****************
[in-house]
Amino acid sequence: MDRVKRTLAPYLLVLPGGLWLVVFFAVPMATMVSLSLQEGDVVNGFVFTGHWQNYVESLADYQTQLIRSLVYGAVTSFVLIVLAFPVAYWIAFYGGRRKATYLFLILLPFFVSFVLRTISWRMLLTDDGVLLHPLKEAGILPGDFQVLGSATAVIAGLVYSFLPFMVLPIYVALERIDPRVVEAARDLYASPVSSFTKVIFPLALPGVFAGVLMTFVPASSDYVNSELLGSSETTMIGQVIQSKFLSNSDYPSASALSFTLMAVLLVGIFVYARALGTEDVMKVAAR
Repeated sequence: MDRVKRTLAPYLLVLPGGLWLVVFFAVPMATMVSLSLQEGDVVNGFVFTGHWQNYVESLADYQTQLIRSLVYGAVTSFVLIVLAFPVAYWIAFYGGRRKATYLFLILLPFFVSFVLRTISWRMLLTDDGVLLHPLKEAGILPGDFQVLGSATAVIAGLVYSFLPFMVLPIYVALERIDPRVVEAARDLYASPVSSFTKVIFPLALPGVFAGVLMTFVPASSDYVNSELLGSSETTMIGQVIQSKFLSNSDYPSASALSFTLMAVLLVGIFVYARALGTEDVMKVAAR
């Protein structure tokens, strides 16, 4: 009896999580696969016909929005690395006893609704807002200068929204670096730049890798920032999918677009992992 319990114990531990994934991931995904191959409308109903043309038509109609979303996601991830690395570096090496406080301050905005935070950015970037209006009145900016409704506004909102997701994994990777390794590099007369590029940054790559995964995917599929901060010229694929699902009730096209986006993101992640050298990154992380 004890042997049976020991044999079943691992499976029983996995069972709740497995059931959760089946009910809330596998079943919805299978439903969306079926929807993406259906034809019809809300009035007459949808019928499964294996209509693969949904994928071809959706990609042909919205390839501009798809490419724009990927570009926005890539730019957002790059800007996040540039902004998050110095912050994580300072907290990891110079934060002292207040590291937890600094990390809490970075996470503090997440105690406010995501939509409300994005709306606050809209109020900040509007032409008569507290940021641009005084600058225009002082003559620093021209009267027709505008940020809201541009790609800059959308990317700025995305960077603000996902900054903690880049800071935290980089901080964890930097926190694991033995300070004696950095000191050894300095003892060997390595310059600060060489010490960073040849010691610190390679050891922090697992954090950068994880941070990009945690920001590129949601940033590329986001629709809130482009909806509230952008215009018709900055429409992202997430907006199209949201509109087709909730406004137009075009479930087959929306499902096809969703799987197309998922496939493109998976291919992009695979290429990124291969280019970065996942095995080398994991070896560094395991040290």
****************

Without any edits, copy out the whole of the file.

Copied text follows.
[in-house]
Amino acid sequence: MDRVKRTLAPYLLVLPGGLWLVVFFAVPMATMVSLSLQEGDVVNGFVFTGHWQNYVESLADYQTQLIRSLVYGAVTSFVLIVLAFPVAYWIAFYGGRRKATYLFLILLPFFVSFVLRTISWRMLLTDDGVLLHPLKEAGILPGDFQVLGSATAVIAGLVYSFLPFMVLPIYVALERIDPRVVEAARDLYASPVSSFTKVIFPLALPGVFAGVLMTFVPASSDYVNSELLGSSETTMIGQVIQSKFLSNSDYPSASALSFTLMAVLLVGIFVYARALGTEDVMKVAAR
Repeated sequence: MDRVKRTLAPYLLVLPGGLWLVVFFAVPMATMVSLSLQEGDVVNGFVFTGHWQNYVESLADYQTQLIRSLVYGAVTSFVLIVLAFPVAYWIAFYGGRRKATYLFLILLPFFVSFVLRTISWRMLLTDDGVLLHPLKEAGILPGDFQVLGSATAVIAGLVYSFLPFMVLPIYVALERIDPRVVEAARDLYASPVSSFTKVIFPLALPGVFAGVLMTFVPASSDYVNSELLGSSETTMIGQVIQSKFLSNSDYPSASALSFTLMAVLLVGIFVYARALGTEDVMKVAAR
């Protein structure tokens, strides 16, 4: 009896999580696969016909929005690395006893609704807002200068929204670096730049890798920032999918677009992992 319990114990531990994934991931995904191959409308109903043309038509109609979303996601991830690395570096090496406080301050905005935070950015970037209006009145900016409704506004909102997701994994990777390794590099007369590029940054790559995964995917599929901060010229694929699902009730096209986006993101992640050298990154992380 004890042997049976020991044999079943691992499976029983996995069972709740497995059931959760089946009910809330596998079943919805299978439903969306079926929807993406259906034809019809809300009035007459949808019928499964294996209509693969949904994928071809959706990609042909919205390839501009798809490419724009990927570009926005890539730019957002790059800007996040540039902004998050110095912050994580300072907290990891110079934060002292207040590291937890600094990390809490970075996470503090997440105690406010995501939509409300994005709306606050809209109020900040509007032409008569507290940021641009005084600058225009002082003559620093021209009267027709505008940020809201541009790609800059959308990317700025995305960077603000996902900054903690880049800071935290980089901080964890930097926190694991033995300070004696950095000191050894300095003892060997390595310059600060060489010490960073040849010691610190390679050891922090697992954090950068994880941070990009945690920001590129949601940033590329986001629709809130482009909806509230952008215009018709900055429409992202997430907006199209949201509109087709909730406004137009075009479930087959929306499902096809969703799987197309998922496939493109998976291919992009695979290429990124291969280019970065996942095995080398994991070896560094395991040290």